The Teens of Salem Public Library Win the Summer Reading Video Contest

Congratulations to Salem Public Library’s Teen Advisory Board and Teen Librarian Sonja Somerville for winning the 2016 teen summer reading video challenge! Watch their winning video online now.

The Collaborative Summer Library Program’s (CSLP) Teen Video Challenge is a national competition for teens to get involved with reading and their public library’s summer reading program.  Winning videos were selected at the state level to be recognized as an official CSLP Teen Video Challenge winner for 2016. For their hard work and creativity, each winner for this year’s competition received a monetary award of $150 and the awards can be used as each winner sees fit. You can watch the winning videos from other states on the CSLP website.

You may use any of these videos to promote your own summer reading program!They are great for posting on your website and social media.

If you think teens at your library might want to participate in CSLP’s Teen Video Challenge, start planting the idea in their heads now so they’re motivated to create their own video for the 2017 teen summer reading video challenge. The 2017 summer reading theme and slogan will be Build A Better World. Information about participating in the 2017 Teen Video Challenge will be sent out next winter.

 

2014 ALA Annual Las Vegas Highlights and Celebrating the Alex Award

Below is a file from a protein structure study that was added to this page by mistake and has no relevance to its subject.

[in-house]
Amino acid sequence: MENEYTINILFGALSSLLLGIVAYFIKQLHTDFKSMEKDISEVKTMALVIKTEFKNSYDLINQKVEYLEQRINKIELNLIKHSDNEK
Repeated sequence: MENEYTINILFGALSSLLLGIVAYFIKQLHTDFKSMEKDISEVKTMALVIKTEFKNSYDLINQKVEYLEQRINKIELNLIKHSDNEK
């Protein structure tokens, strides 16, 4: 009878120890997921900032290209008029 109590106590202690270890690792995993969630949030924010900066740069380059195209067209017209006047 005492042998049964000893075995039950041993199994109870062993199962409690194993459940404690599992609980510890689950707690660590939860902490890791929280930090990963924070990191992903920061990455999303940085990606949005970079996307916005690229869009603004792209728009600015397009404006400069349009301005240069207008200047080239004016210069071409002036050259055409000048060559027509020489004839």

By Danielle Jones, Multnomah County Library-Hollywood

ALALasVegasThere is nothing like 13,000 library folk descending on Sin City during 110-degree weather. How is one to don their favorite cardigan in that? Outside of the conference, 110-degree weather makes for some interesting fashion choices, or should I say complete lack of fashion choice, it is amazing what you do with a little duct tape, (and I wish I could say a little goes a long way, but not always).

OYAN was kind enough to give me scholarship to help fund the cost of attending the conference. This year I am currently serving as administrative assistant to the Alex Award Committee, so most of my time spent at the conference was in committee meetings. Still, there was enough networking and tapping into the buzz to know what the big takeaways of the conference were.

If you haven’t had a chance to read through YALSA’s The Future of Library Services for and with Teens: A Call to Action already, you can start with the executive summary, but it is worth your while to delve deeper into the full report. Many workshops focused on supporting libraries in the ways outlined in the report in “How will we get there? What do libraries need to do?” The steps it sees are:

Embracing our role as facilitator rather than expert.

  1. Refocusing beyond our traditional roles and traditional measurements of success.
  2. Partnering strategically to reach beyond the library’s walls.
  3. Creating a whole-library and whole-school approach to serving teens in physical spaces and online.
  4. Supporting library staff in gaining new skills.

Colleagues that were able to attend workshops commented that many focused on supported Connected Learning. Traci Glass of the Eugene Public Library commented during the Summer OYAN meeting in reference to the conference and Connected Learning is that “many of us are already doing this.” We all care about creating interesting, thoughtful programs for our teens that meet their interests and information needs. For myself, getting a better understanding of the philosophy behind Connected Learning has really helped to put my work with teens into focus, and has given me better tools to advocate for the work that we do.